Setting up a home cinema system might be tricky, but translating the user manual can be tougher than an A-level French exam. Which is très difficile indeed.
From acronyms to abbreviations, the world of home cinema equipment is a minefield of potentially perplexing terminology. Decoding the lingo requires patience, perseverance and a passion for passive radiators.
Don’t know the centre channel from Channel 4? Not to worry: from TV terms to audio argot, we’ve whipped out our dictionaries to explain the key vernacular you might need to understand when selecting your next home cinema purchase.
The A-Z of home cinema jargon
4K (Ultra HD)
The benchmark resolution for TVs today. Four times sharper than Full HD, the standardised 4K resolution is 3840 x 2160 pixels – or 8.3 million pixels across the whole display, whether it’s a 48in or a 70in screen.
The successor to 4K and the future of TV screen resolutions. Only a few sets feature it today – including the crazy expensive Samsung 75Q950TS – and there’s little in the way of 8K content to watch on them. But with 33 million pixels to play with, it’s a real treat for the peepers.
Passive speakers need to be powered by an external amp; active ones have their own amplification, so they only need an audio signal (and electricity).
Acoustic Surface Audio+
Seen in Sony TVs like the brilliant XR-55A90J, Acoustic Surface Audio+ uses actuators to excite the entire surface of a screen, basically turning it into a speaker. Luckily the movement is too small to be visible.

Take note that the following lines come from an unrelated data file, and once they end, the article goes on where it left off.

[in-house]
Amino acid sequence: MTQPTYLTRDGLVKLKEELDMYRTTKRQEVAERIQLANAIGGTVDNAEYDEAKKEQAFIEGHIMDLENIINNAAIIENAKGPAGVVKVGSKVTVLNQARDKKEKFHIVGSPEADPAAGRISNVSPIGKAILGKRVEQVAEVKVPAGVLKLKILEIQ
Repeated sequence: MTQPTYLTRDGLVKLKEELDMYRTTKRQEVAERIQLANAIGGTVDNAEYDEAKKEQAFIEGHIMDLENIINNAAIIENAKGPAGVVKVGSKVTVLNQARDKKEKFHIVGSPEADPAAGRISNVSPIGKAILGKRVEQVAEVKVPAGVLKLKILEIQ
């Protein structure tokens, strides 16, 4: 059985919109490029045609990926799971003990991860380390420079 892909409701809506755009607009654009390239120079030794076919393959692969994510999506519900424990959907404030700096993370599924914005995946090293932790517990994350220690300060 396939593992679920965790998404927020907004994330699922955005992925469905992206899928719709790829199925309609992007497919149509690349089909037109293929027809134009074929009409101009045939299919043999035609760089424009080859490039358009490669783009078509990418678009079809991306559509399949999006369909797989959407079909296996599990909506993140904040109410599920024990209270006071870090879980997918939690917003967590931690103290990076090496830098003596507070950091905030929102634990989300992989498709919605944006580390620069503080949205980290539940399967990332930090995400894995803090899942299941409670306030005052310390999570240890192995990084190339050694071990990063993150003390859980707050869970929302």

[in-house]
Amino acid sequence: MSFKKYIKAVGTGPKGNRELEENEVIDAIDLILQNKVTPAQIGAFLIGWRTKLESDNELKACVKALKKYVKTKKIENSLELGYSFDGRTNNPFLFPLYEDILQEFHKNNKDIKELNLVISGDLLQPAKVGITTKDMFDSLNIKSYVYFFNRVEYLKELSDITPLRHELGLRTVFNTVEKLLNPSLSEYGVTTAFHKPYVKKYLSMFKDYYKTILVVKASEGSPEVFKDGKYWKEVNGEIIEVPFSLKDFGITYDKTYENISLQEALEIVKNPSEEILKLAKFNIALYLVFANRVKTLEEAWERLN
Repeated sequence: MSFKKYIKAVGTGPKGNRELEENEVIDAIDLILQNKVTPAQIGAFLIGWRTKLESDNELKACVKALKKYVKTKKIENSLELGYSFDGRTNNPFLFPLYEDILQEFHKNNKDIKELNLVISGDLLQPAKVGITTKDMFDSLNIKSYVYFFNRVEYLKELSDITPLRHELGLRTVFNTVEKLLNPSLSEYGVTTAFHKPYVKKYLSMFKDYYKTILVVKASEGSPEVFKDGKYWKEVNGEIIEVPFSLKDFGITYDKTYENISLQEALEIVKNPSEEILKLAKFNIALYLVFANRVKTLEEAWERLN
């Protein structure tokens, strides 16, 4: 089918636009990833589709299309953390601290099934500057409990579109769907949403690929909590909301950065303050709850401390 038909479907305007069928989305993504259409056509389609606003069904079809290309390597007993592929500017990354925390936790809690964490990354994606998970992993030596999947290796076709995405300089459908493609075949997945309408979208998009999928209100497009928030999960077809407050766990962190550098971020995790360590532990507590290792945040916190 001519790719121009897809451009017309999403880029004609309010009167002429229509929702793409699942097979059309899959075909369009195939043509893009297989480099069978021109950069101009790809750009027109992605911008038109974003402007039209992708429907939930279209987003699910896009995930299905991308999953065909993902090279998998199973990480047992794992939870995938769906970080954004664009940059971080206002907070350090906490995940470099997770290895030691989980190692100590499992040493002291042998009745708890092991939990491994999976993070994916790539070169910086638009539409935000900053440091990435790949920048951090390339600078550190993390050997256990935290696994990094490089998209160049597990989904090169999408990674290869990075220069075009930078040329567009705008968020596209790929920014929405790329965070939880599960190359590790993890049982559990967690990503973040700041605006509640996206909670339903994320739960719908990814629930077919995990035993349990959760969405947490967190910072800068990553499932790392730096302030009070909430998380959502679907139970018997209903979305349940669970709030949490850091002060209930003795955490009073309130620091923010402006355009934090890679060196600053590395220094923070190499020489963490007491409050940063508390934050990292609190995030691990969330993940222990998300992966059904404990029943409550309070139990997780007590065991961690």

Bass might vibrate your furniture, but the centre channel is a key audio path in any home cinema setup. It’s where much of the dialogue is reproduced and should be positioned beneath your TV.
Screens like the Samsung 75Q950TS divide the LEDs doing the backlighting into many independent zones. That way the brightness of different areas can be controlled on a zone-by-zone basis.
An object-based spatial audio system with overhead as well as front, rear, left and right channels of sound. In the home it’s generally achieved by bouncing sound off the ceiling to make you feel truly immersed in audio. For more on Dolby Atmos, read our deep-dive feature.
DSP stands for ‘digital signal processing’. It refers to any tweaks made by home cinema kit to the audio signal as its sent through to your speakers. Yamaha’s latest AV receivers, for example, intelligently detect and adjust the weight of different audio effects in the signal.
Allows an HDR TV to optimise its picture brightness on a frame-by-frame basis to ensure you’re always getting the most vibrant and convincing image.